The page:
And even worse, the district is in “School Improvement Year 8,” a status no other district has attained. The State of Ohio Accountability Notebook only goes up to Year 5:
At this point, what should the state do with this district? Or at least, what do you think the state’s plans are for the district? Some ideas from the chart would be to replace the staff, reopen the building as a charter, turn over the building to a for-profit entity, or even turn it over to the Department of Education.
The easy answer might seem to be a state takeover as suggested in December by Kasich as a solution for the Cleveland Schools.
“Kasich has not drafted a specific proposal but said Wednesday that he favors putting a “special master” in control of school districts like Cleveland with chronically low graduation rates and test scores. He did not set a deadline for improvements but said he wouldn’t wait four years, the length of an Ohio governor’s term. “Look, I’ve been thinking about this for 30 years,” said Kasich, who will take office in early January. “You cannot let kids sit in an environment where they are failing, where the system is failing them.”
While that might all seem logical and understandable given the strong words our legislators have for failing schools these days, that would be a wrong guess.
Instead, the legislature has included some different ideas to help our district in the state budget (as explained by the LSC):
- Requires ODE to pay [the district] for serving children with disabilities regardless of whether a child enrolls . . . after the federal reporting date of December 1.
- Exempted from student immunization requirements for admission.
- Permits the school’s governing authority to delegate any or all of its rights, duties, and responsibilities to the [CEO].
- Specifies that funds paid to the [CEO] by the school are not considered public funds and no public entity, including the school, has an interest in assets or property purchased with those funds.
- Exempts the [school district] from provisions of current law allowing a school to be suspended or put on probationary status for (1) failure to meet student performance requirements in the contract, (2) fiscal mismanagement, (3) a violation of law or the contract, or (4) other good cause.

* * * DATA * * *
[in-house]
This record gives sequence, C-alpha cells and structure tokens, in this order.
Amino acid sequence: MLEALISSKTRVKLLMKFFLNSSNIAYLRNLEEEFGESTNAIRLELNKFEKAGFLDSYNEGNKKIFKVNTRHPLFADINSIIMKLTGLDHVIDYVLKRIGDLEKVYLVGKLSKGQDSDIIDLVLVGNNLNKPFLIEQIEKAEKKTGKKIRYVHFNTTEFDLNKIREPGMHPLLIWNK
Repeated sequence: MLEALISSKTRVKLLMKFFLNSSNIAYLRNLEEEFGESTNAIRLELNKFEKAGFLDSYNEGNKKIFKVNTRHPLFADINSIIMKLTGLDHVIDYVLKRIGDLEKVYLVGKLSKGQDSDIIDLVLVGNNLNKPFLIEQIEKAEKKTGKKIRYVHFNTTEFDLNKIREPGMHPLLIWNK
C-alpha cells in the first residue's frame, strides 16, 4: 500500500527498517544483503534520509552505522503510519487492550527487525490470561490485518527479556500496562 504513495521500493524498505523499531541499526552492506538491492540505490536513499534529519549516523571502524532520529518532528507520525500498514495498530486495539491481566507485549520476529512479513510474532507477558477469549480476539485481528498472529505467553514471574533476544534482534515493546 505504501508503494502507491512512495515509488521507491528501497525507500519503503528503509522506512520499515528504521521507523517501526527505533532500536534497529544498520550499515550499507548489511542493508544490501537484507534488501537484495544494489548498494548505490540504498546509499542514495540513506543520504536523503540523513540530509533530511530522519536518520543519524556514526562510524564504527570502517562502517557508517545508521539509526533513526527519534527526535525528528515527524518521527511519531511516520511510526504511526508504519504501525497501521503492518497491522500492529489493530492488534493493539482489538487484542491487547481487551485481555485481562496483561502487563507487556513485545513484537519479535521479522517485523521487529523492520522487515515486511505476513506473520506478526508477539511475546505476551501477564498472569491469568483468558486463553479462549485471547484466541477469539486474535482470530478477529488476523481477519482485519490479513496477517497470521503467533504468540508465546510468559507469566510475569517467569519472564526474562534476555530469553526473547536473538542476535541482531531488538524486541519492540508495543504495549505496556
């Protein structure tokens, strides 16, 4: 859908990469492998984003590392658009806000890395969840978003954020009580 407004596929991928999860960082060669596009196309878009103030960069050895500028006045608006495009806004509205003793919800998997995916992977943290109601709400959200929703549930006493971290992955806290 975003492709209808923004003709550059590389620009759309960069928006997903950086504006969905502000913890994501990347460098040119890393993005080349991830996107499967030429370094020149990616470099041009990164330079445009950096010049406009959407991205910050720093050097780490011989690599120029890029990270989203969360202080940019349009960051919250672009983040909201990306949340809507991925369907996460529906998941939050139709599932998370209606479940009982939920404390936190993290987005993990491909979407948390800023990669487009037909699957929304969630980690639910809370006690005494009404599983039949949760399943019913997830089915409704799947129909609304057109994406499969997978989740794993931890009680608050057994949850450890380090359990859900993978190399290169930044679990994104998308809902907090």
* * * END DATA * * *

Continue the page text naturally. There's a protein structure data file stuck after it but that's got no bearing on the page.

- Specifies that, for state funding purposes, [a district] student is considered automatically re-enrolled the following school year until the student’s enrollment is formally terminated.
- Eliminates the requirement that [the district] spend per pupil on instruction at least as much as the per pupil statewide classroom teacher amount specified under the . . . school funding model ($2,931 in FY 2009)
So what’s this district’s secret for avoiding punishment and actually gaining support through the GOP’s budget? What model should the superintendents of other struggling districts follow?
Donate to your legislator. A lot. No, I mean a LOT.
As in $220,795.00 per year.
Let’s unravel this mystery district if you haven’t already figured it out.
William Lager is the founder of ECOT (Electronic Classroom of Tomorrow) online charter school, the 21st largest “district” in the state of Ohio with over 9,000 students. Because ECOT is online, there are no school buildings, no transportation costs, no lunch needs and only 633 total employees.
A 2010 audit by the state of Ohio and auditor Mary Taylor (yes, now Lt. Governor Mary Taylor) included the following:
In our opinion, the financial statements referred to above present fairly, in all material respects, the financial position of Electronic Classroom of Tomorrow, Franklin County, Ohio, as of June 30, 2010.
Per the management agreement with ECOT, Altair is entitled to 4% of all revenues received except federal funding. Altair is also entitled to .5% interest on any outstanding balance. The management fee for the fiscal year ended 2010 was $2,392,656. As of June 30, 2010, all fees had been paid to Altair.
ECOT contracts with IQ Innovations, LLC for the purchase of curriculum services for ECOT students. The cost of services for fiscal year ended 2010 was $9,570,623. As of June 30, 2010, $0 was outstanding and payable. IQ Innovations, LLC and Altair Learning Management I, Inc. have the same principal owner.